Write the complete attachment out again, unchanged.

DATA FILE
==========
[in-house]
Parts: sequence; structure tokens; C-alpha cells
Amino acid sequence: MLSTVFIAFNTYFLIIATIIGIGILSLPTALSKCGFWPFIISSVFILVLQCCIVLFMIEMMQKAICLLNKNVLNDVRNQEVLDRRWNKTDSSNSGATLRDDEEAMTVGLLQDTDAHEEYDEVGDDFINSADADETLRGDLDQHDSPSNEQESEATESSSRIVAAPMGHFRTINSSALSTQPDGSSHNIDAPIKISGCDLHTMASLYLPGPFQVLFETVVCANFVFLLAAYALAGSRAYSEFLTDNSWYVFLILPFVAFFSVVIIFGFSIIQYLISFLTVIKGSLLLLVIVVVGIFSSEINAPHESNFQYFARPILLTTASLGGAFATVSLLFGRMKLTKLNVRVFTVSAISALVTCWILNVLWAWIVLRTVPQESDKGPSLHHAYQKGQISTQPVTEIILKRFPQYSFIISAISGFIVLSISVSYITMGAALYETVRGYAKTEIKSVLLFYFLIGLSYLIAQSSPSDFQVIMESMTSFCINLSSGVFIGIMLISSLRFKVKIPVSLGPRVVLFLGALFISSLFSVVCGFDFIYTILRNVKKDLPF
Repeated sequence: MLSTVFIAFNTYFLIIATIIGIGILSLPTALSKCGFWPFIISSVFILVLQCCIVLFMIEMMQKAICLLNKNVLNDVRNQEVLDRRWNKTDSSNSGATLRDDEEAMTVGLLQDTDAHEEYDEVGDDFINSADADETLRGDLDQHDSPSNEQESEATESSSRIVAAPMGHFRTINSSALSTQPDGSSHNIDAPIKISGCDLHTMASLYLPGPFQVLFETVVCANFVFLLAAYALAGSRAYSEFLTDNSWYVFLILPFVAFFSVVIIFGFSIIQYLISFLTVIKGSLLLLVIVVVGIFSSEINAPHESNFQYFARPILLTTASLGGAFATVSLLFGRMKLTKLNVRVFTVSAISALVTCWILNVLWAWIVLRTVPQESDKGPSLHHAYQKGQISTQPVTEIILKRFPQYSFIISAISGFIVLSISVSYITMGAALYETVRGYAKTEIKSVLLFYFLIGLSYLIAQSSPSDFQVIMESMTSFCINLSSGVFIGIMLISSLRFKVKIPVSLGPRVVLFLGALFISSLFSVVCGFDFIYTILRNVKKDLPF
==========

[in-house]
Parts: sequence; structure tokens; C-alpha cells
Amino acid sequence: MLSTVFIAFNTYFLIIATIIGIGILSLPTALSKCGFWPFIISSVFILVLQCCIVLFMIEMMQKAICLLNKNVLNDVRNQEVLDRRWNKTDSSNSGATLRDDEEAMTVGLLQDTDAHEEYDEVGDDFINSADADETLRGDLDQHDSPSNEQESEATESSSRIVAAPMGHFRTINSSALSTQPDGSSHNIDAPIKISGCDLHTMASLYLPGPFQVLFETVVCANFVFLLAAYALAGSRAYSEFLTDNSWYVFLILPFVAFFSVVIIFGFSIIQYLISFLTVIKGSLLLLVIVVVGIFSSEINAPHESNFQYFARPILLTTASLGGAFATVSLLFGRMKLTKLNVRVFTVSAISALVTCWILNVLWAWIVLRTVPQESDKGPSLHHAYQKGQISTQPVTEIILKRFPQYSFIISAISGFIVLSISVSYITMGAALYETVRGYAKTEIKSVLLFYFLIGLSYLIAQSSPSDFQVIMESMTSFCINLSSGVFIGIMLISSLRFKVKIPVSLGPRVVLFLGALFISSLFSVVCGFDFIYTILRNVKKDLPF
Repeated sequence: MLSTVFIAFNTYFLIIATIIGIGILSLPTALSKCGFWPFIISSVFILVLQCCIVLFMIEMMQKAICLLNKNVLNDVRNQEVLDRRWNKTDSSNSGATLRDDEEAMTVGLLQDTDAHEEYDEVGDDFINSADADETLRGDLDQHDSPSNEQESEATESSSRIVAAPMGHFRTINSSALSTQPDGSSHNIDAPIKISGCDLHTMASLYLPGPFQVLFETVVCANFVFLLAAYALAGSRAYSEFLTDNSWYVFLILPFVAFFSVVIIFGFSIIQYLISFLTVIKGSLLLLVIVVVGIFSSEINAPHESNFQYFARPILLTTASLGGAFATVSLLFGRMKLTKLNVRVFTVSAISALVTCWILNVLWAWIVLRTVPQESDKGPSLHHAYQKGQISTQPVTEIILKRFPQYSFIISAISGFIVLSISVSYITMGAALYETVRGYAKTEIKSVLLFYFLIGLSYLIAQSSPSDFQVIMESMTSFCINLSSGVFIGIMLISSLRFKVKIPVSLGPRVVLFLGALFISSLFSVVCGFDFIYTILRNVKKDLPF